Australia’s financial crime watchdog AUSTRAC has ordered the appointment of an external auditor to examine Afterpay’s compliance with the Anti-Money Laundering and Counter-Terrorism Financing Act 2006 (the AML/CTF Act).
In response to the news Afterpay’s shares plummeted 13 per cent to $22.19 a share. The buy now, pay later scheme received a notice from AUSTRAC on June 12.
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AUSTRAC said in its application it has reasonable grounds to suspect that Afterpay is a reporting entity that has contravened and/or is contravening sections 32 and 81 of the AML/CTF Act.
The AUSTRAC external auditor will examine Afterpay’s governance and oversight of decisions related to its AML/CTF framework, identification and verification of customers, suspicious matter reporting obligations and AML/CTF program, including the development of its money laundering and terrorism financing risk assessment.
It will investigate if there was any compliance issues between the period of January 19, 2015 to present day.
Nicole Rose, CEO at AUSTRAC said the buy now, pay later sector has experienced rapid growth in recent years and this appointment reminds new financial services businesses that they have obligations under the AML/CTF Act and they must take these seriously.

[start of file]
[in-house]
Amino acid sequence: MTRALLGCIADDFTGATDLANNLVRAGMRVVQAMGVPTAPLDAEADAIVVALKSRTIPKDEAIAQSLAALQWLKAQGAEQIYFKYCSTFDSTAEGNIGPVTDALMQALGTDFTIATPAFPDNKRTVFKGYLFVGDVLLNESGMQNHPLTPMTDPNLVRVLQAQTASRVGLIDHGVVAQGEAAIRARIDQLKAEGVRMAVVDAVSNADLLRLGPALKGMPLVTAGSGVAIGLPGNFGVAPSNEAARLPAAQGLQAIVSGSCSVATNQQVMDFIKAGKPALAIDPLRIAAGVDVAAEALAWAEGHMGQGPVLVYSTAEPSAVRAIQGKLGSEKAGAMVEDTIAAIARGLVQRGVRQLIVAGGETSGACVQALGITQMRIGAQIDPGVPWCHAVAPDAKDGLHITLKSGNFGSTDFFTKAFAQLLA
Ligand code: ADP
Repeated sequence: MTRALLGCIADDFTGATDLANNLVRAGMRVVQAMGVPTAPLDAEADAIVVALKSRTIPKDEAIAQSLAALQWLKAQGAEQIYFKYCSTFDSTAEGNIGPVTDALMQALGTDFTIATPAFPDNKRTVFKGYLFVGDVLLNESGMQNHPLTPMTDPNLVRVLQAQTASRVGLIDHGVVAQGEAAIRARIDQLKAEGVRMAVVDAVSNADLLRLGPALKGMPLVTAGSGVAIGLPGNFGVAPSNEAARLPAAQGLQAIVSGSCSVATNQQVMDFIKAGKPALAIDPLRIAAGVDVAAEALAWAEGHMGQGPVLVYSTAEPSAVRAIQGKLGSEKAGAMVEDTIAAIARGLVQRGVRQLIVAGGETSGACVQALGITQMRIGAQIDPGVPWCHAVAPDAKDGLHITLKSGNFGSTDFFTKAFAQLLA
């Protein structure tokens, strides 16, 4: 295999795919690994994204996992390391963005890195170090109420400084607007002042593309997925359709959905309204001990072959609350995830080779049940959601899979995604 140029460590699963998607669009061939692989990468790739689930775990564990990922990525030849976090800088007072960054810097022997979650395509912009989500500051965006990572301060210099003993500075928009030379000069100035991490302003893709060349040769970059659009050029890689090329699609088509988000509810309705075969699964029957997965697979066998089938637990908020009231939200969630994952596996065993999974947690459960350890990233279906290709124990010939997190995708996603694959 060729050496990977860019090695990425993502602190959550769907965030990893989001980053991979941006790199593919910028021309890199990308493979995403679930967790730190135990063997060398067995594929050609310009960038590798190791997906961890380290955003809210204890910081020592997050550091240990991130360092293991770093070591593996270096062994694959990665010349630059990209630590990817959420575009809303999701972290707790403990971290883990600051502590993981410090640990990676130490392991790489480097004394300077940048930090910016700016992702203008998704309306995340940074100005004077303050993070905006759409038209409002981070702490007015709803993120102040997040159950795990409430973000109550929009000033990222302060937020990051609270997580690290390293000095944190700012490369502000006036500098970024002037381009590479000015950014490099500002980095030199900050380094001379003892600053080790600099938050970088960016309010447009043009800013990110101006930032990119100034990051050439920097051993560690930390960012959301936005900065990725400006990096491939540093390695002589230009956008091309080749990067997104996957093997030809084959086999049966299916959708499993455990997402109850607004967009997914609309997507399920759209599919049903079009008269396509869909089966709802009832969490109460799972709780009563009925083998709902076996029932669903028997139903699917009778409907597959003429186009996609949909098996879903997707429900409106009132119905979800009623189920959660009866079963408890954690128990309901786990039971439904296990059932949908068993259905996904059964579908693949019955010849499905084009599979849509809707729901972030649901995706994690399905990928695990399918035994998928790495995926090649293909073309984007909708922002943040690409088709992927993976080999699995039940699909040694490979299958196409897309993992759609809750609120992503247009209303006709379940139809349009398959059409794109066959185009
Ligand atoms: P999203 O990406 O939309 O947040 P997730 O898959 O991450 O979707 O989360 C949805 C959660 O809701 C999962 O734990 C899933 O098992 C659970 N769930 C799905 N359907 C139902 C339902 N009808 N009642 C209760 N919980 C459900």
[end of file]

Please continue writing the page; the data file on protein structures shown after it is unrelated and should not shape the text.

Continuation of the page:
“The audit will help identify if Afterpay has developed and implemented the systems and controls it needs to ensure it complies with its obligations. These laws are in place to protect businesses, the financial system and the Australian community from criminal threats.
“AUSTRAC will continue to work with Afterpay to assist the company to mature and strengthen its compliance processes, staff training and suspicious matter reporting. But we will not hesitate to take action where an organisation is failing to appropriately protect itself and Australia’s financial system from criminal activity.”
Afterpay said it is committed to meeting the high expectations of its customers and retail partners.
The buy now, pay later company said it has proactively engaged with AUSTRAC on its AML/CTF compliance over a number of months, including recent engagement about its intention to conduct an independent review as part of its AML/CTF program.
“We recognise that buy now, pay later is a new and maturing sector not only for our customers, but also for regulators, and we will continue to work closely with AUSTRAC to develop a leading compliance regime specific to our business in a transparent and cooperative manner,” it said in a statement.
Afterpay said it was not aware of AUSTRAC’s decision to serve the notice until it was received.
According to Roy Morgan, 1.59 million Australians are using platforms like Afterpay and Zip Pay.
Earlier this year, Afterpay avoided tighter restrictions after the Senate handed down a report saying it shouldn’t be treated as a creditor, despite a number of experts saying it should be.